Another way to add or create conflict in a novel is to create two characters who oppose one another in their ideals. In Pride and Prejudice, Jane Austen created this conflict within both of the main characters. Elizabeth and Darcy were completely at conflict in their ideals about how the world should run, how people should operate, and about who the other was. In order to come together as a duo, they had to deal with this conflict of ideals and come to see the world through a different view. They had to expand and grow, otherwise their relationship could never have developed. This type of conflict is brilliant because it forces your characters to either look at the world through a different lens, or to dig in their heels and really stand in why their ideal is the best. Either way, there is character development and your reader gets to experience what is truly important to the people you have created.

A conflict of ideals can also come up in two or more character views of how somebody or something should be done. Consider a man and wife. This occurs constantly in the world now. The man and wife have a conflict of ideals, strife builds, anger erupts, and they either come to terms on the conflict and find a way to look at the other side, or the anger gets pushed down until it can erupt again. They’re simply disagreeing on how they think things should operate, but it creates conflict. In a novel, this conflict is what moves the story.

Self Conflict

  • a mental struggle arising from opposing demands or impulses.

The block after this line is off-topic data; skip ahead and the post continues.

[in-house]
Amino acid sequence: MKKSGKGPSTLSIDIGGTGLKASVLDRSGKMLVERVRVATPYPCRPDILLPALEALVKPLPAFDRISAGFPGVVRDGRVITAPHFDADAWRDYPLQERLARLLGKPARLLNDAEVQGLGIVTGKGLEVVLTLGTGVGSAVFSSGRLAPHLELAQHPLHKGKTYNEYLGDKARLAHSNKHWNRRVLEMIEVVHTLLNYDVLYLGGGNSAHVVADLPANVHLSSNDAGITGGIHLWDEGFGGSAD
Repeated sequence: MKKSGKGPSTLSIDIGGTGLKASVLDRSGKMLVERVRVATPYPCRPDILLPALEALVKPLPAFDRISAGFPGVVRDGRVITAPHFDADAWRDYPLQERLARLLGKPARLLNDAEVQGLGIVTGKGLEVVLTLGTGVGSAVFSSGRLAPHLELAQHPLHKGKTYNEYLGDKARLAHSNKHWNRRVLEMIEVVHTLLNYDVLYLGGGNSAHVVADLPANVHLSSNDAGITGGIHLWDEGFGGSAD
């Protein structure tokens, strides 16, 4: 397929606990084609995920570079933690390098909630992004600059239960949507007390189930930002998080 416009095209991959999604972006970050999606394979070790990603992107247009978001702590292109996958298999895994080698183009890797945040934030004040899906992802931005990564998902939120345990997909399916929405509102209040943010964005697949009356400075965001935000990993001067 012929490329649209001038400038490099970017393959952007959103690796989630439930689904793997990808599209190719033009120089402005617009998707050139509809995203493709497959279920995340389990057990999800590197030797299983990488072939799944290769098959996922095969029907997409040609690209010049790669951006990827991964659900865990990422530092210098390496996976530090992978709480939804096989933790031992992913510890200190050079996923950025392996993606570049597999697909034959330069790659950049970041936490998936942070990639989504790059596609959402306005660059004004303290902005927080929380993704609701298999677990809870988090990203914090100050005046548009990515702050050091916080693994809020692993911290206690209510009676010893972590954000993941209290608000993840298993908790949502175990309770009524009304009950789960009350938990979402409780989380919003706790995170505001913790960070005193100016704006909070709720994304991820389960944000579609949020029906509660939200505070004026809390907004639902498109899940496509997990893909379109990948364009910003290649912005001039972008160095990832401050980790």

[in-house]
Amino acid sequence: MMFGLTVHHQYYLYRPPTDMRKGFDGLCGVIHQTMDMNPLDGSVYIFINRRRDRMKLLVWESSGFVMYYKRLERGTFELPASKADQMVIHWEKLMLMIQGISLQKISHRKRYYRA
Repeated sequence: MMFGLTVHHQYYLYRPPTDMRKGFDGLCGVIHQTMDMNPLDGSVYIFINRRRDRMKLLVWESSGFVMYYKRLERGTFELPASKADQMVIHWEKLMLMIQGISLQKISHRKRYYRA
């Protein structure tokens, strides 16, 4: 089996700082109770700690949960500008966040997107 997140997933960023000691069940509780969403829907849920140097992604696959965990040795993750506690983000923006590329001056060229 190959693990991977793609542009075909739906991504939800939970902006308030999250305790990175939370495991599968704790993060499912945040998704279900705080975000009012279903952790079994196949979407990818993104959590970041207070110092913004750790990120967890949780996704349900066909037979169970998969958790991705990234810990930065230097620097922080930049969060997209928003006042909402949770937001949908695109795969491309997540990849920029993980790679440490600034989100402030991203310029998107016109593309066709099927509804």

The conflict of self may be my favorite form of conflict, not because it’s easy to write but because it’s where you get the biggest window into the mental world of the character. I personally believe people fall in love with characters because somewhere along the way they connect with them; they saw themselves in the character. This is done through the Self conflict. An example of this type of conflict include Katniss Everdeen, who basically resists her own thoughts and experiences through the entire series. Her commitment is clear to the reader, but her experience of it is clouded, and it shows up in conflict of Self.

Another great example of Self conflict can be found in Uncle Tom’s Cabin. Near the beginning of the novel, Uncle Tom is sold to a slave trader. He is sold out of necessity, and in the conversation with his master it is revealed that the master does not want to sell him but feels he has no choice. He also feels that something isn’t right about it, although he never does figure out why. After selling Tom, the master tells the trader to make sure he ends up with a home that will treat him well. The trader basically responds by saying that Tom is his and he will sell him where he will. Uncle Tom’s master had a conflict of Self that ultimately decided the fate of one man. We see the conflict, we see the result, and we get a glimpse into the character of the master because of it. We discover where his commitment is, and where he’s willing to let integrity and values slide to honor that commitment.

Consider a dojo, or a martial arts practice hall. In these spaces conflict is required, it’s part of the process. But, to quote the E-Myth, “the true combat in a dojo is not between one person and another as most people believe it to be. The true combat in a martial arts practice hall is between the people within ourselves.” When you give the character an opportunity to experience this conflict in his or her ideals, in his view of himself, or in his view of another, you are offering him the opportunity to see the world anew. His experience changes, his mentality changes, and he grows. Your reader gets to experience this with him and as a result, your reader may grow as well.┬áConflict is a gift we give to our characters and ourselves.